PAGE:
The Shadow Reader, Improved
We made the Shadow Reader even faster – and friendlier to search engines!
We created the Shadow Reader to demonstrate how AMP pages can be used within a Progressive Web App (PWA) (read our announcement post for more context). The site repurposes existing articles from The Guardian into an immersive news reader experience. More than just a demo, it’s intended to be a fully functional site. It contains the end-to-end code needed to effectively combine AMP and PWA… it’s ready for production!
SEO for JS-generated content
Wouldn’t it be nice if the Shadow Reader’s article pages were served to search engines with text included right in the HTML? And wouldn’t it be amazing if that process didn’t slow down rendering, but instead gave us a way to serve those pages to new users in less than a second?
Turns out we can do both of those by serving the AMP version of articles to new users! After all, a web crawler appears to a server as a new user, too. So… how did we do it?
We did this by implementing an AMP⇒PWA pattern. Here’s how it works!
For a new user:
- When a new user visits an article page, we serve the AMP version of the article.
- The AMP uses <amp-install-serviceworker> to load and install the service worker.
- The service worker loads and caches the app shell.
- On the next page navigation, the service worker is in control – and so it gently brings the user into the PWA on that next page.
For an existing user, we simply serve the PWA.
That’s how our site can treat new users and existing users differently at the same URL. For existing users, the service worker is installed. And, when the service worker sees an article URL, it serves its cached version of the PWA.
How does this play out in the Shadow Reader? Let’s say a user first visits this article page:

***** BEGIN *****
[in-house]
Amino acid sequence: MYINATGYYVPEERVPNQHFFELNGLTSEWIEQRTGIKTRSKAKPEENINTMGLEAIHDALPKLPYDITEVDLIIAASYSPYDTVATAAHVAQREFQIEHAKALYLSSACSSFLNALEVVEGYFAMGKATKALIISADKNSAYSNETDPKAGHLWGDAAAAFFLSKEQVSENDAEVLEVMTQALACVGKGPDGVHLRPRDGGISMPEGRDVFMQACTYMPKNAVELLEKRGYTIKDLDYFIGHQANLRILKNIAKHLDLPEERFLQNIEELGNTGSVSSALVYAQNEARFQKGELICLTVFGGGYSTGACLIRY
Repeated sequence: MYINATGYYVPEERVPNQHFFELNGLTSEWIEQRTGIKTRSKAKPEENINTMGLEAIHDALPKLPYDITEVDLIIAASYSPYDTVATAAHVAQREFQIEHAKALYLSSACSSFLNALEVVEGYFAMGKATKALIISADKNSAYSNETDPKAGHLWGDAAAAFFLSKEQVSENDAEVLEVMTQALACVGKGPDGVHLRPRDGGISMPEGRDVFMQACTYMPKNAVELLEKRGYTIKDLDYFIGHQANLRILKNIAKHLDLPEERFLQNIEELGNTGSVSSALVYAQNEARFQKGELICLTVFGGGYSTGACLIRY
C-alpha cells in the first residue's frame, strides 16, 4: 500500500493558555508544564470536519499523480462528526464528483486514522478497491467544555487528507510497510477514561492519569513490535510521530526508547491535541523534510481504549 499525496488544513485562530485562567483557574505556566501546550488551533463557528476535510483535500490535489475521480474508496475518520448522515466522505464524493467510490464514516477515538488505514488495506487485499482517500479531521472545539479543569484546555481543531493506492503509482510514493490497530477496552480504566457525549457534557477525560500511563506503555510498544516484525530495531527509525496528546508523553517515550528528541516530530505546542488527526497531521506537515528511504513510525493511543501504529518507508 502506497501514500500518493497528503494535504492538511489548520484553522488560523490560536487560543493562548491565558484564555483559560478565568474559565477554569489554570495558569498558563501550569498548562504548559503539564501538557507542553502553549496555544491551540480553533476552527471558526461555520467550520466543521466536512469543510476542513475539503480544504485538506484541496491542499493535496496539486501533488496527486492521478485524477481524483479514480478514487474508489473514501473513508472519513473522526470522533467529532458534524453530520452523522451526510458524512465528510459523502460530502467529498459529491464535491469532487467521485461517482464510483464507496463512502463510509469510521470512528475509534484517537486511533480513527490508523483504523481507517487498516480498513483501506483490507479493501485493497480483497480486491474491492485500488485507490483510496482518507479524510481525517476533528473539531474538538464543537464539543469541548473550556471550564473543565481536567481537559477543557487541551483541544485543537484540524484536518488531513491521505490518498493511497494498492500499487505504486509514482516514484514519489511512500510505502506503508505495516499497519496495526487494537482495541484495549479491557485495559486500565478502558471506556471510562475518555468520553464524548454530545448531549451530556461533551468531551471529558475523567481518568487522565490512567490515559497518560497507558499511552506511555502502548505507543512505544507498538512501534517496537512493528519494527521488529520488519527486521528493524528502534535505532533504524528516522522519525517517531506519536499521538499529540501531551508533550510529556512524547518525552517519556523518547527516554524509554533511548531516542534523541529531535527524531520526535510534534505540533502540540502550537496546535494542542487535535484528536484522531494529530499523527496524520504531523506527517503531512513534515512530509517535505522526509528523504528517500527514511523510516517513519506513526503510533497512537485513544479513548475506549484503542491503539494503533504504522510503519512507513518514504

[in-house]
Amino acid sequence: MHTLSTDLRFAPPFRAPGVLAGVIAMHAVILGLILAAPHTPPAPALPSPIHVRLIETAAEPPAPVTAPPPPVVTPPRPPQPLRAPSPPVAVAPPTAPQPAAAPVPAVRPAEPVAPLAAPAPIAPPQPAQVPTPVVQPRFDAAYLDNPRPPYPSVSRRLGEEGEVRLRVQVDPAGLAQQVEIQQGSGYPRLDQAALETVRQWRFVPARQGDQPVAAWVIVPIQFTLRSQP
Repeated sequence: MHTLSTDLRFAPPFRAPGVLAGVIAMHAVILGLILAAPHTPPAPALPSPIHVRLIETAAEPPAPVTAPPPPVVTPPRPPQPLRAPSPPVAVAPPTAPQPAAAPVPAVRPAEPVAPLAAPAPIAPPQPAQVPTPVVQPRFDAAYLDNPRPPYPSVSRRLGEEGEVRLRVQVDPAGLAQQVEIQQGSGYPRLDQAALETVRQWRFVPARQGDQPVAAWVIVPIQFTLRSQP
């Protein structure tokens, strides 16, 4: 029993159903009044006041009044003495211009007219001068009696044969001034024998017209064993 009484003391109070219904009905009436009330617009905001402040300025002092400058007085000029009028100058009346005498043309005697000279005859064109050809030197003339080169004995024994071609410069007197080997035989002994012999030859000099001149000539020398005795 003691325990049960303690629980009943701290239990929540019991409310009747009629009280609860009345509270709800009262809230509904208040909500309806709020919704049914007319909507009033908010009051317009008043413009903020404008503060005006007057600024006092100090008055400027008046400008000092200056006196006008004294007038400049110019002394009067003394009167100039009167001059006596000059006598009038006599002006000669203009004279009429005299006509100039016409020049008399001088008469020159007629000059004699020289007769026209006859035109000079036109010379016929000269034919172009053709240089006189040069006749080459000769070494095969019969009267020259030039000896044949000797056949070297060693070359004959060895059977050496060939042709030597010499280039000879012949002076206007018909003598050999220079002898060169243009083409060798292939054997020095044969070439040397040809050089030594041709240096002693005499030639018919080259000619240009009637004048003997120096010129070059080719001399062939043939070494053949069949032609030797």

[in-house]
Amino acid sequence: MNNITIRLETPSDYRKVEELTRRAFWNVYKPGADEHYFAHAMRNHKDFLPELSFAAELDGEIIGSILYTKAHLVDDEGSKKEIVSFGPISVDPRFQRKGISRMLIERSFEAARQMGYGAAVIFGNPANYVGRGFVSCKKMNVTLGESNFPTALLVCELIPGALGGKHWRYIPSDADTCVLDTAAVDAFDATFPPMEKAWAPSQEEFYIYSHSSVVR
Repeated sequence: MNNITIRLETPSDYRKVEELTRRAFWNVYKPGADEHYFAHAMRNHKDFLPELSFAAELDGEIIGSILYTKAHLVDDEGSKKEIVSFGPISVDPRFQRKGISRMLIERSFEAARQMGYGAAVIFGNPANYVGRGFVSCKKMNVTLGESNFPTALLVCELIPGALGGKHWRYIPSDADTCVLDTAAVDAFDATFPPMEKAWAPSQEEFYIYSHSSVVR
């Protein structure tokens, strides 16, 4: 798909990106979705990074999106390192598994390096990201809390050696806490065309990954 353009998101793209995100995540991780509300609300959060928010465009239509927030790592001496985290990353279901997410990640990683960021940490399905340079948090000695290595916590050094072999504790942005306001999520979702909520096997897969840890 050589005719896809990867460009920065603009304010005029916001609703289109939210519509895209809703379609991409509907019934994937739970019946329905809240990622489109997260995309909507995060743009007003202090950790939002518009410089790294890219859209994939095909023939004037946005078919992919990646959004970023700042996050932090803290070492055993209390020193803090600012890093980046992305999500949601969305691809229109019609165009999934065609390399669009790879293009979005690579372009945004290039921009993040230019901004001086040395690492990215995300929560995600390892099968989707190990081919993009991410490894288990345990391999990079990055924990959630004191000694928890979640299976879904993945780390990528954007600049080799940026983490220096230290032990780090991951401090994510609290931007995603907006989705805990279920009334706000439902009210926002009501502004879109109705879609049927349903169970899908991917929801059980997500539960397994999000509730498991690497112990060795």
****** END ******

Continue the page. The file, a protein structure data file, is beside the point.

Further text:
Seeing an article URL, the server returns the AMP version of the article, but one that installs a service worker when the article is loaded. The service worker, using the Workbox library, contains this line:
This means, whenever the user navigates to a new URL on this domain, the service worker sees that request, and instead of passing it along to the server, it simply serves its cached version of index.html. That’s our PWA.
So if the user next clicks on a link to
the service worker serves the cached PWA HTML. But the URL is unchanged! So when the PWA looks at the URL to parse out what article is being requested, it sees the link the user requested, and it can load the proper article into the PWA.
Thereafter, any time the user requests a Shadow Reader link, the service worker is already installed, and it serves the cached PWA.
Since a web crawler won’t allow us to install a service worker, a web crawler always gets served the AMP article.
Here’s that flow in a lovely diagram:
For a new user:
- The browser requests an article URL from the server. The server returns an AMP version of the article that includes <amp-install-serviceworker>.
- AMP’s serviceworker JS causes the browser to request the service worker. The server sends the service worker JS to the browser. The browser installs the service worker and starts it up.
- The service worker sends the server a request for the PWA app shell. The server sends those resources to the service worker, which caches them.
For an existing user:
- The browser sends a request for an article URL. This request is intercepted by the service worker. The service worker returns the cached PWA to the browser.
- The PWA requests the AMP article. This requests reaches the server, which returns the AMP article to the PWA. The PWA processes and displays that article.
Remember, a web crawler is always a new user!
Now that the Shadow Reader’s got its own server, we’ve got some new TODOs:
- In the future, we could forgo YQL altogether, simply using the Guardian’s RSS feed directly.
- We also should replace the Guardian’s top nav links with Shadow Reader links.
- We ask the AMP Cache to download and run the entire Shadow Reader in an iframe: <amp-install-serviceworker data-iframe-src=”https://amp.cards/index.html“>. It might be kinder to the casual user to specify a smaller page instead.
- Backend.js now gets used in the server as well as the front end, and the way we do that is a bit hacky. Perhaps we should refactor our code to use ECMAScript modules?
Please try this out, check out the code on github, and let us know what you think! We’re curious about how you’re trying out AMP/PWA patterns on your own site, and we’d love to get your ideas for Shadow Reader improvements.
Posted by Ben Morss, Developer Advocate, Google